If an accommodation seems unreasonable, managers should work with employees to come up with a solution that both parties can agree on. In some cases this may include a restructuring of the employee’s position, but that should never be done without the employee’s input and consent in order to avoid a complaint. 

  1. Failure to Document

Verbal warnings are common with employees who have minor performance issues. The problem with verbal warnings is that they can’t stand up as a record in the event more extreme measures have to be taken. Performance issues are a valid reason to let an employee go, but if the employee brings up a wrongful termination complaint and the employer doesn’t have written proof of these issues, the court will likely side with the employee. 

Employers should have a system in place to document all performance issues and ensure that managers are giving written warnings for any issue that could lead to firing. Managers and supervisors should not only have clear guidelines for where to maintain documents, but should also be armed with a performance improvement plan template that keeps the process consistent for every employee.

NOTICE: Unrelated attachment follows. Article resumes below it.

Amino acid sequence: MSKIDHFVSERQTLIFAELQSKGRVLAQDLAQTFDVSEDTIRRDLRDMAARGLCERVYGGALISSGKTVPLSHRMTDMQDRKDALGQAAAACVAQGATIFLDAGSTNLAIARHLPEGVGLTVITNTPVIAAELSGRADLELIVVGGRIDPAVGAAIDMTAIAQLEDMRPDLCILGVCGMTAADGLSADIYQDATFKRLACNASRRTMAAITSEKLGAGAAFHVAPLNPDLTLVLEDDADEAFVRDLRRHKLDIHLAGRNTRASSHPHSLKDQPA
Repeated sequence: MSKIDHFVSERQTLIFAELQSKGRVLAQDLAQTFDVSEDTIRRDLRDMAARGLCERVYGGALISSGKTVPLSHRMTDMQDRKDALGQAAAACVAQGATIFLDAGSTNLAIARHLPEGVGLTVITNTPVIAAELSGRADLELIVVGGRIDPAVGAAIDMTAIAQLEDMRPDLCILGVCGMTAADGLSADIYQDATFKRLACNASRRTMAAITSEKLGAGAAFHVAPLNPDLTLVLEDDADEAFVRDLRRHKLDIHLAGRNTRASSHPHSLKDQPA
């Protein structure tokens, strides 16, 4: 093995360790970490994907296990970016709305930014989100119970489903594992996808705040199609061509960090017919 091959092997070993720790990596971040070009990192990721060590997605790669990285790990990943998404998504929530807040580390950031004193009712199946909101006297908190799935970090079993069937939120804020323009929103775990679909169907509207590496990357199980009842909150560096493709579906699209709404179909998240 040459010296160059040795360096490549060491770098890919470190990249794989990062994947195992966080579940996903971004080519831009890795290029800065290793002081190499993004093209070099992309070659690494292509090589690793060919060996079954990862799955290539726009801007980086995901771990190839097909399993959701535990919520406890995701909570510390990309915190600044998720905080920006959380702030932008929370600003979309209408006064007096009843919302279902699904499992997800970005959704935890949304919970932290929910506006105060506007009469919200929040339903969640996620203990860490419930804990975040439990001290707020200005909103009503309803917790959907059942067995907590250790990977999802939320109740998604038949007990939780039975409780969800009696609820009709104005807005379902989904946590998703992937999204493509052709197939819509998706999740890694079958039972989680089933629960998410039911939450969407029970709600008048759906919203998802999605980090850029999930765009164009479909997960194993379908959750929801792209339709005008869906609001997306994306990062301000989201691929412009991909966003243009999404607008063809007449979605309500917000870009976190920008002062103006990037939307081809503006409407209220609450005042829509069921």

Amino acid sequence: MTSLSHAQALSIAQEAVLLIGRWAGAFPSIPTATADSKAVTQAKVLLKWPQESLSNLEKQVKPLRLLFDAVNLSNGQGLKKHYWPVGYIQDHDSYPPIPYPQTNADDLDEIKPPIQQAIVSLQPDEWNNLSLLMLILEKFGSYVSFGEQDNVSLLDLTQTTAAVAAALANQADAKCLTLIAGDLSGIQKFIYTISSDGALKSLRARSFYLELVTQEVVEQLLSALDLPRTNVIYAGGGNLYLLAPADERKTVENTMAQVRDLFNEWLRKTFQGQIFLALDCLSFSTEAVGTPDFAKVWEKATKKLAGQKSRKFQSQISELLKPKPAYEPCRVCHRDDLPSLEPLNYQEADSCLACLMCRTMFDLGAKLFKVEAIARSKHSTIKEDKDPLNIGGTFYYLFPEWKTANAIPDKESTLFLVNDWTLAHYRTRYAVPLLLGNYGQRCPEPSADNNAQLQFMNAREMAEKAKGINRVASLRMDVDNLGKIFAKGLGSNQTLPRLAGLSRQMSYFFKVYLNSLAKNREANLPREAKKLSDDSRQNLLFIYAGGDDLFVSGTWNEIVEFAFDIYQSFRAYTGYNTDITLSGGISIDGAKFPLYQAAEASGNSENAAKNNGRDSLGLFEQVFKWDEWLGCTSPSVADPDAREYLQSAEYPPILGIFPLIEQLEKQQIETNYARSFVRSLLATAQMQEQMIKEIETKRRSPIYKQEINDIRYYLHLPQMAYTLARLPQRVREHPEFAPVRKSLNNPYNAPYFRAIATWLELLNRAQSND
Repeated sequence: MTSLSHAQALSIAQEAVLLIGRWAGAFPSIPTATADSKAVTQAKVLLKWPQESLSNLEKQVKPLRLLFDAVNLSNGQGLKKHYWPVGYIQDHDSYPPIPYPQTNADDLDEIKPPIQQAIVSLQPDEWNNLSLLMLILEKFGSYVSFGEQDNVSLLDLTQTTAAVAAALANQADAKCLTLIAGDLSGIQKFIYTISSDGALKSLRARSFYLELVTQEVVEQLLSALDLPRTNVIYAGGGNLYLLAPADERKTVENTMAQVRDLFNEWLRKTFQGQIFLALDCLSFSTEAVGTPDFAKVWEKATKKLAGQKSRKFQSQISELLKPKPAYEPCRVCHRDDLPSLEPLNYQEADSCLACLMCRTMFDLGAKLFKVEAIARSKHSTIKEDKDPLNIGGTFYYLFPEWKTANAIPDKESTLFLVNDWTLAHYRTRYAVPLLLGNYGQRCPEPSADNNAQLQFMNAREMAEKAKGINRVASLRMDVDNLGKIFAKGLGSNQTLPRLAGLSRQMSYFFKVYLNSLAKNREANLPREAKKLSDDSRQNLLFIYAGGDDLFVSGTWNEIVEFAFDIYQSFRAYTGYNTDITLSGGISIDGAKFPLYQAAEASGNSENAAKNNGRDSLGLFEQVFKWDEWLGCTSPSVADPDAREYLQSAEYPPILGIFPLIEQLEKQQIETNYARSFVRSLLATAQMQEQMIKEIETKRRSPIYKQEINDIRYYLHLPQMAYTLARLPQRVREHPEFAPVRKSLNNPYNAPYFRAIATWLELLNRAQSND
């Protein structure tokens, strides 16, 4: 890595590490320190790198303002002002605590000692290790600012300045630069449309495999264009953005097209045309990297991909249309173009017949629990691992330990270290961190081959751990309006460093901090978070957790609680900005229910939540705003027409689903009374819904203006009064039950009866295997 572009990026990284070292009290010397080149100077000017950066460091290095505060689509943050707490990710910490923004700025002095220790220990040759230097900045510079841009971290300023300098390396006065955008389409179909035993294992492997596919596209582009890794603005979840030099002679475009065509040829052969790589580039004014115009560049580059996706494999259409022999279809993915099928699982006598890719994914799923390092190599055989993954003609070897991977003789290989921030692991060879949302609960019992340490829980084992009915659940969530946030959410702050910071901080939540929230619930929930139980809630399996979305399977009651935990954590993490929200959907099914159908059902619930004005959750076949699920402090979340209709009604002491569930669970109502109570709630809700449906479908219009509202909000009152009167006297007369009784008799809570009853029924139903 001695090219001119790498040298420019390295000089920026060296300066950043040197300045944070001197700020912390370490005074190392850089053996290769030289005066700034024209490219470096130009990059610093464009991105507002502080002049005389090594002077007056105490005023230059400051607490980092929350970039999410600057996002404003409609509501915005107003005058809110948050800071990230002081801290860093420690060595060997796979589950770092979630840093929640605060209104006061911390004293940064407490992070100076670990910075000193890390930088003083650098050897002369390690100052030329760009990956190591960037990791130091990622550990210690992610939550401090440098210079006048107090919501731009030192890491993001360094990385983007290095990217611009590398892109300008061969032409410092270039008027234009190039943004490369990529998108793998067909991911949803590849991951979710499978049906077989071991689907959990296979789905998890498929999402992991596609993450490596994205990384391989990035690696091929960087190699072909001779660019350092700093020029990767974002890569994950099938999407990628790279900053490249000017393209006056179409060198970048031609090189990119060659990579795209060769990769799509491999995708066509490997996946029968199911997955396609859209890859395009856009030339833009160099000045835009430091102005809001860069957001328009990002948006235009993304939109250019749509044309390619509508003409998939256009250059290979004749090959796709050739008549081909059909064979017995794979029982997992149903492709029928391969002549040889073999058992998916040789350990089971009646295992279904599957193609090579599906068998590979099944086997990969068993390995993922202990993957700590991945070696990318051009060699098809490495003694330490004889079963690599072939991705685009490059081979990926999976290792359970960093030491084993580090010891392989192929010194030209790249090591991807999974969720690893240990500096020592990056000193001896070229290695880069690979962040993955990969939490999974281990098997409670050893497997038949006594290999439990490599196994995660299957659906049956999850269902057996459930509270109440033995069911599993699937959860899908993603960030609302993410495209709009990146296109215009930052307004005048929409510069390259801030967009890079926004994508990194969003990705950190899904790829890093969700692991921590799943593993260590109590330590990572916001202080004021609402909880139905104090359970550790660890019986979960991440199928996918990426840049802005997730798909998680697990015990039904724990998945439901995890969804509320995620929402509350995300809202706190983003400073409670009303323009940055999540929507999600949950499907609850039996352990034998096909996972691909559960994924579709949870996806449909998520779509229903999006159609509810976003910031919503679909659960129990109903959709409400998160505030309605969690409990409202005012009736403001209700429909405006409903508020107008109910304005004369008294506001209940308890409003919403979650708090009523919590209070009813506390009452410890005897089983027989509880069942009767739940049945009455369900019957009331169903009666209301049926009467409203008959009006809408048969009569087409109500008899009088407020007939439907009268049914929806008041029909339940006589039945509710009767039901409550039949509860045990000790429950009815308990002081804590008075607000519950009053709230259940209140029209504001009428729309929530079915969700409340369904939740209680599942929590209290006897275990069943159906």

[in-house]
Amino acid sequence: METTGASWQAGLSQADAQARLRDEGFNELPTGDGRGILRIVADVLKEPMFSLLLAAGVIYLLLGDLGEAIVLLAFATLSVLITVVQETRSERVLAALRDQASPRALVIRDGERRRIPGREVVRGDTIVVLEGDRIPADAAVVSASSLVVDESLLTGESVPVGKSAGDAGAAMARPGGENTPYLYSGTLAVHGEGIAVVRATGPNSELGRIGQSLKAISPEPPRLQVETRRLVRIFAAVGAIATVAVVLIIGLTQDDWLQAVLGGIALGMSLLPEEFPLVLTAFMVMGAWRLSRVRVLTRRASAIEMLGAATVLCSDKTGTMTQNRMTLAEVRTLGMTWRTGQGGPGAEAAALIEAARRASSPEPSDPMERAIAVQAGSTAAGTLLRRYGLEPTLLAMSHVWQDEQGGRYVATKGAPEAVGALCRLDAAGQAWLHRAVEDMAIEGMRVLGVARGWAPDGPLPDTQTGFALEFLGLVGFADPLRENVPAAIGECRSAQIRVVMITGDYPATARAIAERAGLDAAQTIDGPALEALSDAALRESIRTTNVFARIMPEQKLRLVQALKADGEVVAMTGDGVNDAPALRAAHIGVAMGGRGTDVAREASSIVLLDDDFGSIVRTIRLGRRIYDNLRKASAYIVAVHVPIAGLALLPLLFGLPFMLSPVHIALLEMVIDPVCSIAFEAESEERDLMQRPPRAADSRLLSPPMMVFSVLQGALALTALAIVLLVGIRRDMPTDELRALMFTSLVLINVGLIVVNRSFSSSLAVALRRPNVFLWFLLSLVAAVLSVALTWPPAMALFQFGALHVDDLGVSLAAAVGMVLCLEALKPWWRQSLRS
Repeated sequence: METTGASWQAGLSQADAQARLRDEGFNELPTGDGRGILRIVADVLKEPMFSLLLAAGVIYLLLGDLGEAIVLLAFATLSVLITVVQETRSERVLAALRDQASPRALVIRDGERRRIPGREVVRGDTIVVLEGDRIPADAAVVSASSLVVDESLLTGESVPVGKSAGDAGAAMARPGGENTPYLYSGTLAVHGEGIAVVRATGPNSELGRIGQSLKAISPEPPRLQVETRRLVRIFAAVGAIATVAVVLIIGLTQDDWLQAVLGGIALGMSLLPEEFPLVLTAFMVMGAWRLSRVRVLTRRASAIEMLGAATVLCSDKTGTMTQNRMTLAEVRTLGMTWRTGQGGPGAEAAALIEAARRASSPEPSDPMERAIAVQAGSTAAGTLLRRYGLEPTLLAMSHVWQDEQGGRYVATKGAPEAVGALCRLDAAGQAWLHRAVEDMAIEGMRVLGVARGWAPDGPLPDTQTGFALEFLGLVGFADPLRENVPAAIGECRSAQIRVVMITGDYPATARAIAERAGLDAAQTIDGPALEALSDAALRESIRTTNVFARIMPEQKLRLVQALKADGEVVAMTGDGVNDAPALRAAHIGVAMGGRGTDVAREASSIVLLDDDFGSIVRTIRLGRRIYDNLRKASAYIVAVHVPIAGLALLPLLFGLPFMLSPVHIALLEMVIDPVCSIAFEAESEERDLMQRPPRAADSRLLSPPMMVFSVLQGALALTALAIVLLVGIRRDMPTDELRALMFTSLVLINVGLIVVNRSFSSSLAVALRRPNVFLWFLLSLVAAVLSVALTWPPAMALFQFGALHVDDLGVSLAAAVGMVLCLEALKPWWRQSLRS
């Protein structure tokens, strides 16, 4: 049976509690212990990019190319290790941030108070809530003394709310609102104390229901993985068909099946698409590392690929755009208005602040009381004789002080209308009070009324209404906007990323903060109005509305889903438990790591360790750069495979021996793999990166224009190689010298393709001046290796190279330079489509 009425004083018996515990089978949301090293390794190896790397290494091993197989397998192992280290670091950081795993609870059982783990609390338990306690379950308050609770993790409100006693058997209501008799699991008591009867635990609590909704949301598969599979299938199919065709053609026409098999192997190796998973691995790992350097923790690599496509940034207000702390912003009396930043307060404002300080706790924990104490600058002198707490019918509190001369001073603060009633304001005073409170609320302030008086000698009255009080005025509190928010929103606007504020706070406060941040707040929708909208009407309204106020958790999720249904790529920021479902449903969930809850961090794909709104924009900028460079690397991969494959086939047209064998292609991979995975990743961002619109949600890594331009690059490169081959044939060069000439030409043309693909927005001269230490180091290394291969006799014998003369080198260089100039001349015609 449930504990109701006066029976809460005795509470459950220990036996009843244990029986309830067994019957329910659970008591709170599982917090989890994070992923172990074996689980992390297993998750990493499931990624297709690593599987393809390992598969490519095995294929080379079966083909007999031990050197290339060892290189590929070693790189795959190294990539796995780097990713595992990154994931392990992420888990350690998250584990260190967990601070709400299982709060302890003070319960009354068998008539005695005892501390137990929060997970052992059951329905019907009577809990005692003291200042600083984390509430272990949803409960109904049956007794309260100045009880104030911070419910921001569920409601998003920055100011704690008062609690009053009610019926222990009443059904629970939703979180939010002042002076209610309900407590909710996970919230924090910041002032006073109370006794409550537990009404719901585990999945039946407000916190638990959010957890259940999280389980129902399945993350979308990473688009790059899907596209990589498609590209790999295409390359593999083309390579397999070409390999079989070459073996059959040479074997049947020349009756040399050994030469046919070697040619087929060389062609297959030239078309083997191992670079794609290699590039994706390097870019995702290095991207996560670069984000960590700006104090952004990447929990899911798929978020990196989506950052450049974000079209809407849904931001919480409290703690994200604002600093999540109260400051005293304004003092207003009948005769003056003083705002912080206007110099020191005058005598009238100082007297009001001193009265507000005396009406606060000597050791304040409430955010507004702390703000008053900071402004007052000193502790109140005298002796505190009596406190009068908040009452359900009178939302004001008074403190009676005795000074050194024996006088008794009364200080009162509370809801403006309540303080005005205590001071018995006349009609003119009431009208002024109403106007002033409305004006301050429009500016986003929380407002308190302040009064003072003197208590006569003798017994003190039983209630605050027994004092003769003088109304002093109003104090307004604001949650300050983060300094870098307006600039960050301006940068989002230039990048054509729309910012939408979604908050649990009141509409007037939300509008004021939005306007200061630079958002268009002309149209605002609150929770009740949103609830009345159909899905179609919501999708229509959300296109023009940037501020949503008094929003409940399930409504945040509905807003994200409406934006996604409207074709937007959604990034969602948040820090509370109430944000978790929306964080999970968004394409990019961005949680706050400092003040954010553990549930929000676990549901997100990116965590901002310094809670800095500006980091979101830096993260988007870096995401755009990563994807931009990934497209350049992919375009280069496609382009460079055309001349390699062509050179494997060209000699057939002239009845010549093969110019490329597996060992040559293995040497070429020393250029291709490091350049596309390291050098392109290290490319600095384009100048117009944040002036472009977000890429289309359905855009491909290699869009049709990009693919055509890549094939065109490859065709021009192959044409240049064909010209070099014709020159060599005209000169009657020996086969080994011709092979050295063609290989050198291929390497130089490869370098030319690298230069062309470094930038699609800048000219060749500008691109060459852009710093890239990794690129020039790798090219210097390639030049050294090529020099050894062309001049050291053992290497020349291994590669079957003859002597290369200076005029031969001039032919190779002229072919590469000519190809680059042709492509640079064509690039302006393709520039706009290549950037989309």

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About Emplicity:
Since 1995, Emplicity has provided a smarter, more secure, and integrated platform of employer services to its 300 business clients and their 8,500 employees. As a Professional Employer Organization, or PEO, the California-based HR outsourcing firm simplifies the compliance, administration, and support businesses need in the areas of employee benefits, payroll, and human resources technology.

For more information about us, visit www.emplicity.com or call us at (877) 476-2339. We’d love to make your employee management more simple—and secure.

NOTICE: Emplicity provides HR advice and recommendations. Information provided by Emplicity is not intended as a substitute for employment law counsel. At no time will Emplicity have the authority or right to make decisions on behalf of its clients.